Organic Agriculture in the World

Organic Agriculture in the World

We have noticed that often on biological agriculture, even among some experts, there is confusion, also in relation to where it is practiced in the world and with what level of production.
According to the most commonly used definition for Organic Agriculture we mean a type of agriculture that exploits the natural fertility of the soil favoring it with limited interventions, it wants to promote the biodiversity of the cultivated (and bred) species, it excludes the use of synthetic products and organisms genetically modified (GMO).
Meanwhile, the term “biological” is somewhat improper: the agricultural activity, whether biological or conventional, always concerns a biological process carried out by a plant, animal or microbial organism.
Perhaps a more appropriate wording is that adopted in other languages, such as “organic agriculture” or “ecological agriculture”, as they highlight the main distinctive features of organic farming, or the conservation of the organic substance of the soil or the original intention to find a form of agriculture with low environmental impact.
The substantial difference between organic and conventional agriculture consists in the quantity and quality of the products introduced in the agrosystem: in conventional agriculture a considerable quantity of fertilizers and phytosanites produced in the laboratory is used; on the contrary, organic farming is based on respect for the agrosystem and the environment, even though it is partly based on the use of plant protection products, which, on the contrary, do not contain synthetic substances, but substances of organic and natural origin .
It should be noted, however, that the concept of “natural” substances that do not have an impact on the environment, adopted by “organic” agriculture, is controversial and not based on scientific aspects. This is the case of copper, admitted in the biological production of grapes, but has long been considered a pollutant, so much so that its use is increasingly restricted by the European Community.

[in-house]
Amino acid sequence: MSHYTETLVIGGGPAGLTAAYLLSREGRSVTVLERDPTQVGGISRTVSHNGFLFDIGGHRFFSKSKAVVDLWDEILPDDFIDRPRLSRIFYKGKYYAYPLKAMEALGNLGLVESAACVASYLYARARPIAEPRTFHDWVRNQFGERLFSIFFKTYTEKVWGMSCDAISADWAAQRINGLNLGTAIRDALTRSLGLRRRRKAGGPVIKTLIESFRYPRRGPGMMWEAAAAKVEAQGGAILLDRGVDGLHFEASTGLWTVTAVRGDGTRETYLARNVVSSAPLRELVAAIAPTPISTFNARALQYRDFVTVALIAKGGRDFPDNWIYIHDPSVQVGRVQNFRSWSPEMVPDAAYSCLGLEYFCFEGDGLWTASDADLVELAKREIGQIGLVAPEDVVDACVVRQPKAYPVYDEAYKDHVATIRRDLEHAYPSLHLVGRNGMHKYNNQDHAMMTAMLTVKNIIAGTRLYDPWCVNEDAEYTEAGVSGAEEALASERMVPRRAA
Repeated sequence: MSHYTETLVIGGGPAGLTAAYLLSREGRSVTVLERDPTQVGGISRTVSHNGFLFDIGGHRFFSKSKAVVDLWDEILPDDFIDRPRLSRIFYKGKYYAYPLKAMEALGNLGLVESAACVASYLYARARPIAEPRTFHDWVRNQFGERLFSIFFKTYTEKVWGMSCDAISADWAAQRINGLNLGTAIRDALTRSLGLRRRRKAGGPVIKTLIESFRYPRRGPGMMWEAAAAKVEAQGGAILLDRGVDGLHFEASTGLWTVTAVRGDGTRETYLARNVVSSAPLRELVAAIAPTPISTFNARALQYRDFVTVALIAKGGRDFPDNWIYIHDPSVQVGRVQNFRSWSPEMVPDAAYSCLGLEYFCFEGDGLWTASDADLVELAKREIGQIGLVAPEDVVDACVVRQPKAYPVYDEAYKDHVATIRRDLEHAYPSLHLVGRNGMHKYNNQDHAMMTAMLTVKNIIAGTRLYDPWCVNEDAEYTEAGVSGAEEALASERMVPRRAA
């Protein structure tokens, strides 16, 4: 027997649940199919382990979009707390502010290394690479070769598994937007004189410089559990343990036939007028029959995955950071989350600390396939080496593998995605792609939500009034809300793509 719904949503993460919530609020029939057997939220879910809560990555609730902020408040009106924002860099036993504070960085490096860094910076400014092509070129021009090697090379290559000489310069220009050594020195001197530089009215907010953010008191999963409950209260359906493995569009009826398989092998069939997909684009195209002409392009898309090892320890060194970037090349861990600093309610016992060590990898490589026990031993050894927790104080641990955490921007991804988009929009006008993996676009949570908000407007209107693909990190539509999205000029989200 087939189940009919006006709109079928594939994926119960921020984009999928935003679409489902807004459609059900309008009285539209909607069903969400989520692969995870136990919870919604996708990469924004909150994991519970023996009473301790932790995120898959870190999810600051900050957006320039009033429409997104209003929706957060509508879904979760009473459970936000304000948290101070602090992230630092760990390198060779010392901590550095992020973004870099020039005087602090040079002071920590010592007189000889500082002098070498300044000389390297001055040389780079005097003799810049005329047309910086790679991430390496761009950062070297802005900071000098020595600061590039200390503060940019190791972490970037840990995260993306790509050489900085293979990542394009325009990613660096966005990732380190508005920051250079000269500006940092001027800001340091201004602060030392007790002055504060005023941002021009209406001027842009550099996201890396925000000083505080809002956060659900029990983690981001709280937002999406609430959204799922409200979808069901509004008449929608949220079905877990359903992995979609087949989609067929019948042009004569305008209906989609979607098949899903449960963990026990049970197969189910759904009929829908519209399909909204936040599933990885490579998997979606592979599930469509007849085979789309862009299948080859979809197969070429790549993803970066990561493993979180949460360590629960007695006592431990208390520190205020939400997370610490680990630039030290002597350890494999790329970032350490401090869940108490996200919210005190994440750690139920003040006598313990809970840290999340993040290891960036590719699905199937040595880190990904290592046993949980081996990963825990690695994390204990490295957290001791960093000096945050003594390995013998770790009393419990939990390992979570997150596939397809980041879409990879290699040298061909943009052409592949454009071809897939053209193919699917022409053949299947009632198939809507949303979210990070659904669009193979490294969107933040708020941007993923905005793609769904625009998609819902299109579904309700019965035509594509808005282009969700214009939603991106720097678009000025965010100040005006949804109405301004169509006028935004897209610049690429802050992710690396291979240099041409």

The most substantial aspect of organic farming is that this is based on a certifiable process (verified by a Control Body) but which can not in any way assure the actual agro-food quality. You can make agriculture of very high quality and even healthier without resorting to a certification system. For this reason, what can ensure the quality and healthiness of food are just a series of chemical and organoleptic analysis that should be subjected to agricultural products (and their derivatives).
In any case, “organic” agriculture has represented an inversion of trends all over the world from an agriculture called “conventional” that, under the scientific aspect, is totally out of many cases by the meanders of naturalness (and therefore scientific).
For the sake of correct information, the main objectives of organic farming, as defined by the International Federation of Organic Agriculture (IFOAM) are in fact the following:
• Transforming companies as much as possible into a self-sufficient agricultural system by drawing on local resources;
• Safeguard the natural fertility of the soil;
• Avoid all forms of pollution caused by agricultural techniques;
• Produce foods of high nutritive quality in sufficient quantities.
The first community regulation on organic farming is in 1991 with the Reg. (EEC) No. 2092/91 on the organic production of agricultural products and the indication of this method on agricultural products and foodstuffs. Subsequently in 1999 with the Reg. (CE) nº 1804/99 the animal productions were also regulated. Subsequently, in June 2007, a new EC regulation for organic farming was adopted, Reg. (CE) n ° 834/2007, which repeals the previous ones and is related to the organic production and labeling of organic products both of plant origin and animal (including aquaculture).
But, as mentioned, organic farming affects, to varying degrees, many countries on our planet. In the world, over 43 million hectares of agricultural land is dedicated to organic crops that represent about 1% of all agricultural land. These are the numbers that emerge from the latest report prepared by FIBL (Forschunginstitut für biologischen Landbau) and IFOAM on organic farming.
It is interesting to note that the analysis of these data shows that Australia, with its more than 17 million hectares of bio fields, is the country with the largest extension followed by Argentina, with more than 3 million hectares of crops, from the United States and China, each with over 2 million hectares. Italy occupies a good position with its 1,317,000 hectares lower than those of Spain (1,610,000 hectares), but higher than France and Germany (1,061,000 hectares).
On the other hand, if we analyze the data in terms of hectares of organic crops in relation to the country’s agricultural land, we find the Falkland Islands, with 36% of organic crops, followed by the very small Liechtenstein, where only a thousand hectares are cultivated with bio increase the percentage to 31%, and from Austria (19%). In Italy, the hectares dedicated to organic agriculture represent 10% of the total.

Guido Bissanti




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